Archive for The Narrative of Arthur Gordon Pym

Valley of the Things

Posted in FILM with tags , , , , , , on October 8, 2012 by dcairns

The Van Beuren company and its boss, Mr Van Beuren, was lampooned by Frank Tashlin as “Van Boring,” but there’s nothing dull about their AESOP’S FABLES series. There’s also no resemblance to Aesop or his fables or fables in general — these are pure early 1930s free-associative lunacy.

In GYPPED IN EQYPT, a comedy double act (seeming to anticipate Abbott and Costello and their meeting with the mummy) murders a camel and is then plunged into a hallucinogenic nightmare of guilt and torment — with musical interludes. Lots of anatomically incorrect/incomplete skeletons in the Disney manner, in a pleasing variety of designs.

The principle characters were apparently called Waffles and Don, and were apparently a cat and dog, though none of this was really apparent to me. Don Dog looks a bit Lou Costello-like to me, but he’s less flappable, more cool and collected, while the gangling cat is a panic-stricken specimen of the sub-genus scaredy.

The giant menacing Sphinx driving out of the desert like a monolithic Duesenberg is a favourite moment, somewhat echoed at the end by the vast, world-obliterating pair of malevolent eyes peering over the horizon like a kosmic Kilroy, or something out of Olaf Stapledon. And then we fade out, with no resolution or explanation. I am genuinely reminded of the apocalyptic finale of Poe’s The Narrative of Arthur Gordon Pym.

“Tekeli-li! Tekeli-li!”

On The Whiteness

Posted in FILM, literature with tags , , , , on January 30, 2012 by dcairns

“And now we rushed into the embraces of the cataract, where a chasm threw itself open to receive us. But there arose in our pathway a shrouded human figure, very far larger in its proportions than any dweller among men. And the hue of the skin of the figure was of the perfect whiteness of the snow.”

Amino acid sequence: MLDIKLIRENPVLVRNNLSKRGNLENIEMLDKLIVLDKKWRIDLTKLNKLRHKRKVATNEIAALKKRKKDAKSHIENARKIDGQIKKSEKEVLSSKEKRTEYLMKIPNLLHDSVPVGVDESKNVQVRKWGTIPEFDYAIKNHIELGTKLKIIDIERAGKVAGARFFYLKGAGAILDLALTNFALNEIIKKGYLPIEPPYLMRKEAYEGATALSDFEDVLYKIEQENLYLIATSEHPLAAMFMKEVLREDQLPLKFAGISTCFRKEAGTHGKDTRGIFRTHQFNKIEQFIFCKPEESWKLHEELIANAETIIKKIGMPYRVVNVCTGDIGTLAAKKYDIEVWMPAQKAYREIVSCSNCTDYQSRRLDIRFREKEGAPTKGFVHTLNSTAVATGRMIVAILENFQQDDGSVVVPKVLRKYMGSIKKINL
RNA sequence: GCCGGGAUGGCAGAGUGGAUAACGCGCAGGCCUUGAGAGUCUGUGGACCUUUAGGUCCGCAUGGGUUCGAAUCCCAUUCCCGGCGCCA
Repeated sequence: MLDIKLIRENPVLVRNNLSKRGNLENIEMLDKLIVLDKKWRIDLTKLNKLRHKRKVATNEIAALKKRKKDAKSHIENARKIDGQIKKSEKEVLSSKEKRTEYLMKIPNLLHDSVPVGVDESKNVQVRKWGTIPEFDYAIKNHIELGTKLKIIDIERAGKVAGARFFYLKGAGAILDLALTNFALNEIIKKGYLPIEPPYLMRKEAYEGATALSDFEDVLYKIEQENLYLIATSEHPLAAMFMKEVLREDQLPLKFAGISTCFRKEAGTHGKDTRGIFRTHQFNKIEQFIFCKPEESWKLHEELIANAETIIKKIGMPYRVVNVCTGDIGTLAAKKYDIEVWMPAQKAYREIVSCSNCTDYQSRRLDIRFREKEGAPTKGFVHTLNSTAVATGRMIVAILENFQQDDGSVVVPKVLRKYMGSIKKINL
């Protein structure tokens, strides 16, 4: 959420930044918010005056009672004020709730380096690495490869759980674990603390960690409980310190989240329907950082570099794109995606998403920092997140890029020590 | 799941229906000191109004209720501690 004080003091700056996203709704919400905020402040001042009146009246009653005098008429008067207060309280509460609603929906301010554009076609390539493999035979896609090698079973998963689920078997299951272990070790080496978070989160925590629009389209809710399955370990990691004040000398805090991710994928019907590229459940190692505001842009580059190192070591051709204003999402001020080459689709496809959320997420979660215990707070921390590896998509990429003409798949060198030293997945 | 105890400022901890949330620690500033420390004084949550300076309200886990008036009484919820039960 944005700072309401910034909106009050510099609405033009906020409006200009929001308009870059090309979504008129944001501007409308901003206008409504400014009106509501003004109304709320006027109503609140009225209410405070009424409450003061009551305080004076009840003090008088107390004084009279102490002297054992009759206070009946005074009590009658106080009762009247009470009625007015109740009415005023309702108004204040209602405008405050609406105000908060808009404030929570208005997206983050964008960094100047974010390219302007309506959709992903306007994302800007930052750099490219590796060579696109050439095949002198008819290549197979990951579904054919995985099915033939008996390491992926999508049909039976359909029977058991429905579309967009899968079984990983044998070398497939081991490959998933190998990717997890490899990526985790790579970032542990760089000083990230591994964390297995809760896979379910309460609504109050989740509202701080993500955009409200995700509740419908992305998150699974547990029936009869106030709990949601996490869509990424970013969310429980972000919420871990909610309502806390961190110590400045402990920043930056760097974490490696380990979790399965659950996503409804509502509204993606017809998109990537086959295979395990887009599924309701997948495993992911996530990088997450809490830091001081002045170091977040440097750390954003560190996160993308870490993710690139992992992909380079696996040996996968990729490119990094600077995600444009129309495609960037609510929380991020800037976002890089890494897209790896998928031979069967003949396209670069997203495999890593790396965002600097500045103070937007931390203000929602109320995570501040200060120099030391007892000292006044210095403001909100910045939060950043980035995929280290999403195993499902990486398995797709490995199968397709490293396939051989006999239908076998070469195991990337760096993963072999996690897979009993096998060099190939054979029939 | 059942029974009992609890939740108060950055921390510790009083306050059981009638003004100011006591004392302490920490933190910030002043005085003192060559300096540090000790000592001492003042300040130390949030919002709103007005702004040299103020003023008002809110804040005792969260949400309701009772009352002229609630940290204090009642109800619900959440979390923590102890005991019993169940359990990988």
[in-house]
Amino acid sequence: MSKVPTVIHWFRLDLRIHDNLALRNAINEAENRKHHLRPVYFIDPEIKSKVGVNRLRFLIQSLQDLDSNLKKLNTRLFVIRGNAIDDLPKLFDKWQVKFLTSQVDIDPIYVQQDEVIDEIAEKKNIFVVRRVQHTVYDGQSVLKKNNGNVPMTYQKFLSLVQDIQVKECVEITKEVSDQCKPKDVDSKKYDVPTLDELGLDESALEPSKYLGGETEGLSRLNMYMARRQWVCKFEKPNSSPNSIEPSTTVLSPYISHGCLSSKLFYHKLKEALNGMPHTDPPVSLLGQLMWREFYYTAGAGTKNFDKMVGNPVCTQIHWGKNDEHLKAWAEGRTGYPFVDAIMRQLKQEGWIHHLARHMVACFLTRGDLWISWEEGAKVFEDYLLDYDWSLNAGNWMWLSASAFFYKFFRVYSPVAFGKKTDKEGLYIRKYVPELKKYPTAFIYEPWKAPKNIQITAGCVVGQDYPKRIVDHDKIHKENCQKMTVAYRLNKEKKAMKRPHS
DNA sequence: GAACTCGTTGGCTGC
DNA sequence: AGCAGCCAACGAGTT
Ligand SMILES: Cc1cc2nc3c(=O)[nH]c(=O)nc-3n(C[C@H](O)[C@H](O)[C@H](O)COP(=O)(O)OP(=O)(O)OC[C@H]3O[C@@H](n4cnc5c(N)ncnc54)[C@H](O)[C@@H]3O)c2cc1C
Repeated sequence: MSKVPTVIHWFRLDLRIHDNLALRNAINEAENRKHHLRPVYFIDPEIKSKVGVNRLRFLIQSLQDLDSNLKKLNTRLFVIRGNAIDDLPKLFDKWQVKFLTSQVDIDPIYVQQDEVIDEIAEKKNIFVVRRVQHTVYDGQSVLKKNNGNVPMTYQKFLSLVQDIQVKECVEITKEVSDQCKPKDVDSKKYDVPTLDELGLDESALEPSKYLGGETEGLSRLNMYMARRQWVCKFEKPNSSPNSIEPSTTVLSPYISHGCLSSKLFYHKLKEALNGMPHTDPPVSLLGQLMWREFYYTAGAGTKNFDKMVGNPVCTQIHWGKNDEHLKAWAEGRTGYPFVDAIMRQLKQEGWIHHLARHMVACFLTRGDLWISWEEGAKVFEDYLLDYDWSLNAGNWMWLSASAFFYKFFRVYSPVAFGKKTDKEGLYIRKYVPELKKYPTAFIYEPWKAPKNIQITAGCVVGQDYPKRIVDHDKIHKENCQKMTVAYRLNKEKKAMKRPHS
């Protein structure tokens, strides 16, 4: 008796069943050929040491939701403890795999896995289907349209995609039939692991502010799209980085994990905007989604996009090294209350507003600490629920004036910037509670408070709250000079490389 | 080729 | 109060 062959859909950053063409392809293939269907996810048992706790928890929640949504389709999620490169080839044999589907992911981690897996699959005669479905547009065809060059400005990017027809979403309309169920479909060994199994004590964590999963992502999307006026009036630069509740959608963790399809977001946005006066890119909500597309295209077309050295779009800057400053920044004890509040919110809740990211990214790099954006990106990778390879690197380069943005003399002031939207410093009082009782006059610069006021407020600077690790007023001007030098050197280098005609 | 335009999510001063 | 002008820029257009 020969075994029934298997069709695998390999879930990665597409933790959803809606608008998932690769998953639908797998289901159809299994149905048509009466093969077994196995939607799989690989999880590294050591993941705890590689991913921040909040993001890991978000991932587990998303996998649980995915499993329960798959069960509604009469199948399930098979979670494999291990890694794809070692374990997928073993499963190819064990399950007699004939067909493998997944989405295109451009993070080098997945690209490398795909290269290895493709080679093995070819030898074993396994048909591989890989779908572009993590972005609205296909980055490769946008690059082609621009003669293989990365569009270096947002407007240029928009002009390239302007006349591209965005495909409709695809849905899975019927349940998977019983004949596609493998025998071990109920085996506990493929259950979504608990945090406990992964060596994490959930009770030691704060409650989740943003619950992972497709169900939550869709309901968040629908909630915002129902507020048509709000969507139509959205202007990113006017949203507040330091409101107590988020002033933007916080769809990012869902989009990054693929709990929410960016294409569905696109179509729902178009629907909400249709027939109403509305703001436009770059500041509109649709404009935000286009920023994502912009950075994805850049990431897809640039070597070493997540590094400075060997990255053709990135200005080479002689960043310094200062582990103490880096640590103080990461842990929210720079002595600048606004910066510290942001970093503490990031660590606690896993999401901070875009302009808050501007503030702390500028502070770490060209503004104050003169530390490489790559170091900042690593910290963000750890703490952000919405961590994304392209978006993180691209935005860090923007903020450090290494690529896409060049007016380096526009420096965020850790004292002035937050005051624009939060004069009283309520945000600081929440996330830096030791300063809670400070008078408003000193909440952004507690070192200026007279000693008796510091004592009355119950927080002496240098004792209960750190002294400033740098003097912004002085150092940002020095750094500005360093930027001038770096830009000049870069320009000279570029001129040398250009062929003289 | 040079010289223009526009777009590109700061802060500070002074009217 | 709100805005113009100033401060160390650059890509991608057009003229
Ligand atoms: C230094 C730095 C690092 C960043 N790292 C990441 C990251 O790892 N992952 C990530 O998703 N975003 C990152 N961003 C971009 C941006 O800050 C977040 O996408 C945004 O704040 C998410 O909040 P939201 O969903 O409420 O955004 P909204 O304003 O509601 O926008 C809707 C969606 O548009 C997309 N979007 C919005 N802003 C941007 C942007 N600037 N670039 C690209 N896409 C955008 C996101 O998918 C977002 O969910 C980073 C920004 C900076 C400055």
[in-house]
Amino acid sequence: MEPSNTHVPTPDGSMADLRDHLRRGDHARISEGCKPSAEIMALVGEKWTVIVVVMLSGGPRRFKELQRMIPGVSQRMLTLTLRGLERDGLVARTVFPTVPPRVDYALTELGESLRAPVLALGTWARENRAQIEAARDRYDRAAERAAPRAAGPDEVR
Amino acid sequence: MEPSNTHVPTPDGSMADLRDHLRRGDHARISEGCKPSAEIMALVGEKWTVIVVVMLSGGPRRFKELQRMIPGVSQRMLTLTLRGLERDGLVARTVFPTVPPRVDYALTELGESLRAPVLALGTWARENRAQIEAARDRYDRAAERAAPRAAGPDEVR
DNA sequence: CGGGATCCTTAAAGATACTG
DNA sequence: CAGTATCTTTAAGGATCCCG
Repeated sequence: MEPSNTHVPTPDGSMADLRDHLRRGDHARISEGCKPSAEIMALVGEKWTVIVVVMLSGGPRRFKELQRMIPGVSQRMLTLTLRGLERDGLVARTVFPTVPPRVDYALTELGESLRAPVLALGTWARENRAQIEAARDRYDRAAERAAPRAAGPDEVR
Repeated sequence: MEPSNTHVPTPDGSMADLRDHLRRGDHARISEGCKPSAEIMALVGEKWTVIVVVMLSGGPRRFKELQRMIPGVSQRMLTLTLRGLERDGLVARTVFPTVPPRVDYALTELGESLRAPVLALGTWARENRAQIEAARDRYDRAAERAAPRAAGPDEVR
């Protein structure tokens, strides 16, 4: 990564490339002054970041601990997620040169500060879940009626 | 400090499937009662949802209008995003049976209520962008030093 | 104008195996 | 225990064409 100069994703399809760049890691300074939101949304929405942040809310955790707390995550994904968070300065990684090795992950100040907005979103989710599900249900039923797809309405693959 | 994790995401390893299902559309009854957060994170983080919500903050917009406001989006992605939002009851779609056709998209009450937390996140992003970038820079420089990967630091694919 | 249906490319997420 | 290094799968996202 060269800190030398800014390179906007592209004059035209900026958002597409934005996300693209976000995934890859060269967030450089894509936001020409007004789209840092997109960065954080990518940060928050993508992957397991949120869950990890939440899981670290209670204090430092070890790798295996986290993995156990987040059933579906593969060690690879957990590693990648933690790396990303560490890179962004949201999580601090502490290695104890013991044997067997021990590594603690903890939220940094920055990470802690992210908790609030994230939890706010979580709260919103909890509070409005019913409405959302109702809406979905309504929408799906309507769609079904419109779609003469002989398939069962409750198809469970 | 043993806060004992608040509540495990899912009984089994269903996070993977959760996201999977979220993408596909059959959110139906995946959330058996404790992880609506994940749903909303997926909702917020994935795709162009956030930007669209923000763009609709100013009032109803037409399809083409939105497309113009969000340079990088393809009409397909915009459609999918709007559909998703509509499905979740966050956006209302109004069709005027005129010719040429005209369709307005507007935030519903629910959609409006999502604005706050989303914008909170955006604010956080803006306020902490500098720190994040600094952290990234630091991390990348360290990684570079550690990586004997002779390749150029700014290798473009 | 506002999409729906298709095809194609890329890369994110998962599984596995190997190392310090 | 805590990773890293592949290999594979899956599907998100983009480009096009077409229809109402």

Words from The Narrative of Arthur Gordon Pym by Edgar Allan Poe.

Image from THE CONQUEST OF THE SOUTH POLE by Georges Melies. Given Le Grand Melies’ habit of adapting Verne, with a dash of uncredited HG Wells, it doesn’t seem impossible that Poe was on his mind while knocking up this caper. It may have been the first Melies I ever saw, extracted in a Killiam compilation screened on TV. I think I already knew about KING KONG and stop-motion animation, so it was fascinating to see a giant monster produced using the technique a child (or naive adult) might assume had been used on the big gorilla: a bunch of people piled together in a suit.

Well, Melies’ monster is more like a machine than a costume, the support structure and apparatus being more important than the human element.

Interestingly, despite what might seem my relative sophistication at the time, I don’t think I grasped the implications of the Ice Giant being mostly concealed below the horizon line: I assumed Melies had constructed the entire creature from head to toe. Also, I didn’t question the strange perspectival implications of his arising from beyond the vanishing point.